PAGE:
When the State Harms Competition ― The Role for Competition Law

59 Pages Posted: 14 Apr 2013 Last revised: 5 Oct 2020

See all articles by Eleanor M. Fox

Eleanor M. Fox

New York University School of Law

Deborah Healey

University of New South Wales (UNSW) - Faculty of Law

Date Written: April 14, 2014

Abstract

This article is about the reach of antitrust laws to proscribe or override anticompetitive acts and measures of the states. While it was once the case that antitrust (or competition) laws were reserved for private restraints, a more modern view of the state and the market recognizes the integral relationship between them. The authors surveyed 32 jurisdictions and found that antitrust/competition laws of a number of jurisdictions condemned certain state acts and measures. This article describes and summarizes the research and combines the research findings with conceptual analysis to recommend relevant rules and principles that might be adopted as recommended principles and included in a model modern competition law.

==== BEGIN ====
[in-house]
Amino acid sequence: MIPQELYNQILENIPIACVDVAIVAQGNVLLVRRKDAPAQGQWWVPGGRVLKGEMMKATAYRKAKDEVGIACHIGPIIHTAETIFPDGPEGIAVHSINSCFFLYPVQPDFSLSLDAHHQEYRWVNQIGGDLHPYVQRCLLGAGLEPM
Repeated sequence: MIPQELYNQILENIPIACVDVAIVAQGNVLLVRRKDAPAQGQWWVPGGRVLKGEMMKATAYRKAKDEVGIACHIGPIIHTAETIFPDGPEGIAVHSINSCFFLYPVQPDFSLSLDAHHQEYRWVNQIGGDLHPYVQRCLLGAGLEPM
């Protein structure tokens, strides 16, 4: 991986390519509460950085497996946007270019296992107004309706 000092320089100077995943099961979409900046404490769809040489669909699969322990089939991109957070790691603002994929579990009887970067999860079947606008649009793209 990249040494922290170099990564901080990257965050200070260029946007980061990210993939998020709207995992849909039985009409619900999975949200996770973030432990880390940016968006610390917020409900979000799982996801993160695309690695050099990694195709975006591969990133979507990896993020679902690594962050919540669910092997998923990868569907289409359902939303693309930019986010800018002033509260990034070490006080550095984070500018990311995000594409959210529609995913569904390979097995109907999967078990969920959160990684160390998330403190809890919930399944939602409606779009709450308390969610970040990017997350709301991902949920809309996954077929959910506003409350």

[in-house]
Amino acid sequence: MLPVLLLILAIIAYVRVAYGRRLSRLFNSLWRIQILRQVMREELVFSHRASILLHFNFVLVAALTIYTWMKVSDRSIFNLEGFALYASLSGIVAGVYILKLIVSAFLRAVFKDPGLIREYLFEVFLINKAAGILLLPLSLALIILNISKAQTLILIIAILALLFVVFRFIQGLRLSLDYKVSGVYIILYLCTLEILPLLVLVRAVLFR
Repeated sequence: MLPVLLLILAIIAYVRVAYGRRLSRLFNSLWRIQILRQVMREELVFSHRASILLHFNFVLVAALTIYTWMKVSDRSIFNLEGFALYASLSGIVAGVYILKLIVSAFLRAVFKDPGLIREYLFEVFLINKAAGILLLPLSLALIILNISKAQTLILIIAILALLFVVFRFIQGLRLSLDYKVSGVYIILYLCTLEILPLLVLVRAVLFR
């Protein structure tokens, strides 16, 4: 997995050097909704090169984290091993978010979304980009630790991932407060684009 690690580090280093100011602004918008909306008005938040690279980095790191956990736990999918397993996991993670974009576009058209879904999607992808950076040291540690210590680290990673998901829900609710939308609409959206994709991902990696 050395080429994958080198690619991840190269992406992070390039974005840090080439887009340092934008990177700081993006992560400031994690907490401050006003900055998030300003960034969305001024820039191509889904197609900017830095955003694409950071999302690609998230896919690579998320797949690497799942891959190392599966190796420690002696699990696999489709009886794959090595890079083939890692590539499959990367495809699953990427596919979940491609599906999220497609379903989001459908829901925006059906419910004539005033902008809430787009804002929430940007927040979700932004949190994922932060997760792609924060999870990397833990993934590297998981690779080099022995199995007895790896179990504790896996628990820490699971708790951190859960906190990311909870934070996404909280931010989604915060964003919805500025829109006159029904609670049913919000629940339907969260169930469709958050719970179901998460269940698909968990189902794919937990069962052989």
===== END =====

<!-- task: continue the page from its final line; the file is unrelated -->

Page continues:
Keywords: antitrust, government & law, law, social sciences, trade

Suggested Citation

Fox, Eleanor M. and Healey, Deborah, When the State Harms Competition ― The Role for Competition Law (April 14, 2014). NYU Law and Economics Research Paper No. 13-11, UNSW Law Research Paper No. 2013-31, Available at SSRN: https://ssrn.com/abstract=2248059 or http://dx.doi.org/10.2139/ssrn.2248059

Eleanor M. Fox (Contact Author)

New York University School of Law ( email )

40 Washington Square South
New York, NY 10012-1099
United States
212-998-6171 (Phone)

Deborah Healey

University of New South Wales (UNSW) - Faculty of Law ( email )

Kensington, New South Wales 2052
Australia

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